Free to Play! Athletic Fees Eliminated at Dearborn Schools

Once thought to be a longshot among administrators at the Dearborn Public Schools district, pay-to-play fees will not be assessed for the 2012-13 school year.

Parents of student athletes who attend high and middle school at Dearborn Public Schools facilities will get a weight off their shoulders this year with the end of the district’s pay-to-play program.

The district made a low-key announcement on its school websites that the per-student fee–which averaged about $75 per student at the schools–has been cancelled.

Spokesman Dave Mustonen said the district ended the 5-year-old fee program to make the schools' comprehensive sports programs open to students regardless of economic issues they may be facing at home.

“Our goal is to provide opportunities for all students,” he said. “Athletics and extracurricular programs provide students with a balanced learning experience and play a big role in their performance in the classroom not just on the playing field.”

Parents Making Ends Meet

Mark Shooshanian, the athletic director of , said the fees have always been a sore point for some parents.

“Many of them were affected by the economy,” he said. “Even when the amount of the fee was reduced, many parents still couldn’t afford it.”

For the 2008 to 2011 school years, athletic fees cost parents $75 for middle school students, or $100 as an athletic/activities fee. High school students paid $150 to play sports, or $200 if they participated in non-athletic activities. There was a $350 family maximum, and students who received a free or reduced lunch received a 50 percent discount on the fees.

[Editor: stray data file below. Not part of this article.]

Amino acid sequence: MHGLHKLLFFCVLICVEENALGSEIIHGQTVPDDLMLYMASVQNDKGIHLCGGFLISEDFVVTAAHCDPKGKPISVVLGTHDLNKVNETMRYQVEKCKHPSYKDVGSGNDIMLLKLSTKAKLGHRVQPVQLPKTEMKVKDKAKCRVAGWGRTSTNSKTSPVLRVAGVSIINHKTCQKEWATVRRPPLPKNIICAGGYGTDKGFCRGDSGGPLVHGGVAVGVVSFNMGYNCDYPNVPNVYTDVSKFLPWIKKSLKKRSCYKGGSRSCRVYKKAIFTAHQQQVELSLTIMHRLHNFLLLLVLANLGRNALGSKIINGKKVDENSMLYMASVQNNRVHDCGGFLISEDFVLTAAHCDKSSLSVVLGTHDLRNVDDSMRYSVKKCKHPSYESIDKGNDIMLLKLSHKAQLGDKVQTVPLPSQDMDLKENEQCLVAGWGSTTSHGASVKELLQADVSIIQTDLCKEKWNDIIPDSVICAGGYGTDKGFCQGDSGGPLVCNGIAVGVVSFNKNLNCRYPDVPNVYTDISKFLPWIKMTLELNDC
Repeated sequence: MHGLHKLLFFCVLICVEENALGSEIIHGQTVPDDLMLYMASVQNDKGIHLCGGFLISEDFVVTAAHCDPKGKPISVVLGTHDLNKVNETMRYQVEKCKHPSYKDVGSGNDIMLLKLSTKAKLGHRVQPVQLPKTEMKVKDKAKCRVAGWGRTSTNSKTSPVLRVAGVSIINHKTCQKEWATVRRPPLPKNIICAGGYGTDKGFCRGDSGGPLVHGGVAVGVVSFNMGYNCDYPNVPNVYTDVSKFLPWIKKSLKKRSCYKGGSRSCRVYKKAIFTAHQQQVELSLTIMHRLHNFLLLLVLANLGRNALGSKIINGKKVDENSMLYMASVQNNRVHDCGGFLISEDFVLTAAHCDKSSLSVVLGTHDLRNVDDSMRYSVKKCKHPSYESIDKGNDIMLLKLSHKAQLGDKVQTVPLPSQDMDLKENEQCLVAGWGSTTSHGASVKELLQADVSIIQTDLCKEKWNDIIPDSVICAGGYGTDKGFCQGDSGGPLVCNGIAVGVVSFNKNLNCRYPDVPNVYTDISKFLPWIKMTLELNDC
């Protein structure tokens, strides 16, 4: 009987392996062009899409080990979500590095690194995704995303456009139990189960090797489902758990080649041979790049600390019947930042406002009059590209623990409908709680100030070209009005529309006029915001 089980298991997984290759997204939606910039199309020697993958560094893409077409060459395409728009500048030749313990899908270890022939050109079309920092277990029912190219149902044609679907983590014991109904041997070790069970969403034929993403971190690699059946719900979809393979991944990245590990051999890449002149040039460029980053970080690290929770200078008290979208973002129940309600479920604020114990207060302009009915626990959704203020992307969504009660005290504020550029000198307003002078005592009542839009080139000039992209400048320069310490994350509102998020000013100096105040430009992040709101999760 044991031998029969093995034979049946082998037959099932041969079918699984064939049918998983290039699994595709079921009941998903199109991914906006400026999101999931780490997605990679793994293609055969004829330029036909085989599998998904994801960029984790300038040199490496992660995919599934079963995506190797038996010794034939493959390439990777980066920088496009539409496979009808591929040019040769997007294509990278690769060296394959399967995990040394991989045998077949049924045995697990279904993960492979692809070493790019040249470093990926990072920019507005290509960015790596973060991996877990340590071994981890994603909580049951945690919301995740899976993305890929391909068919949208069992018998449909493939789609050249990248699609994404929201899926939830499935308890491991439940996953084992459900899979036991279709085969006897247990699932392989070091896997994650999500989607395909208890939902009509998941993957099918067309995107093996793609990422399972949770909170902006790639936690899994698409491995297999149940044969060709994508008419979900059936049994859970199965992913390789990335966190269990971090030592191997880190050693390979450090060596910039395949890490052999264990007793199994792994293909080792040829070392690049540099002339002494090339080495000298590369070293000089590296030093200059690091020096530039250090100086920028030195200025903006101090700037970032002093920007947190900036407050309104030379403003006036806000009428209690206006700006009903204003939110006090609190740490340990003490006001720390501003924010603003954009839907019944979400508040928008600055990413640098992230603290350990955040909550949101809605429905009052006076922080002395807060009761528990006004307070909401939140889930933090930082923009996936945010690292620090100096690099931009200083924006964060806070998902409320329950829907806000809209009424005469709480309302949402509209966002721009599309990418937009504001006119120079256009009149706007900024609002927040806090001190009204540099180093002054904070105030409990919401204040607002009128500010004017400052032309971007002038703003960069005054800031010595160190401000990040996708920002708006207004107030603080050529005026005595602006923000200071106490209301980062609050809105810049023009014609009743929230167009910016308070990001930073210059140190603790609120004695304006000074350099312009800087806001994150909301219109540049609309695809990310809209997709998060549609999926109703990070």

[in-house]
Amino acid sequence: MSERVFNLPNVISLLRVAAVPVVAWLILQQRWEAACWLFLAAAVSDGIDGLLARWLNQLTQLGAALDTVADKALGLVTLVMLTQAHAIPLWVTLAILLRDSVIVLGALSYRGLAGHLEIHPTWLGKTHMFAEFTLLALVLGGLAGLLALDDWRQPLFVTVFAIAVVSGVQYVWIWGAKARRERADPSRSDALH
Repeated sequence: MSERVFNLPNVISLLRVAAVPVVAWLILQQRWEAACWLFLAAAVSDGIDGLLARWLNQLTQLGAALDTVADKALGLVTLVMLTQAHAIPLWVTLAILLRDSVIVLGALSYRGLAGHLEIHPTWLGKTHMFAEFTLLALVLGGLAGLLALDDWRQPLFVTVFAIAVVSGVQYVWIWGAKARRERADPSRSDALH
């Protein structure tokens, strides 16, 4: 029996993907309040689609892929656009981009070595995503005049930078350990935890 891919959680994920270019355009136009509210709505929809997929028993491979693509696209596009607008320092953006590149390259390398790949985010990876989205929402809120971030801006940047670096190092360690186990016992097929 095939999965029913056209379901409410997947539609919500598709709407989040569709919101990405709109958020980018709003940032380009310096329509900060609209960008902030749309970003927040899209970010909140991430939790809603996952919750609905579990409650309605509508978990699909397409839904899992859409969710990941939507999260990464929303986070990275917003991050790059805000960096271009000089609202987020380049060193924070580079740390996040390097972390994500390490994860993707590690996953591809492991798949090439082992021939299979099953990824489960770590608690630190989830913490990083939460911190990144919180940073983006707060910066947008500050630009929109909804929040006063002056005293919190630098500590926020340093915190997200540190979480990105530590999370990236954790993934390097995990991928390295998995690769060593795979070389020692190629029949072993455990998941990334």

Last year, to $50 per middle school student, and $75 for high school students.

Waivers have been available in extreme situations, such as homelessness or the death of a parent.

But although the fees were reduced, some Dearborn parents still couldn't afford the extra costs–a common issue in Dearborn Public Schools. For example, 70 percent of Dearborn students meet federal eligibility requirements to receive a free or reduced lunch, according to the district’s estimates.

Schools’ Tough Fiscal Road

But parents are the only ones hurting for funds.

DPS faces , and expenditures and costs have often outpaced revenues. For the 2012-13 school year, officials pared away $2.2 million from its $170 million budget.

Eliminating pay-to-play is estimated to result in the loss of $170,000 in fees, according to the district.

Officials are hopeful the who enjoy school sports, and opening up increased , will compensate for the gap in funding.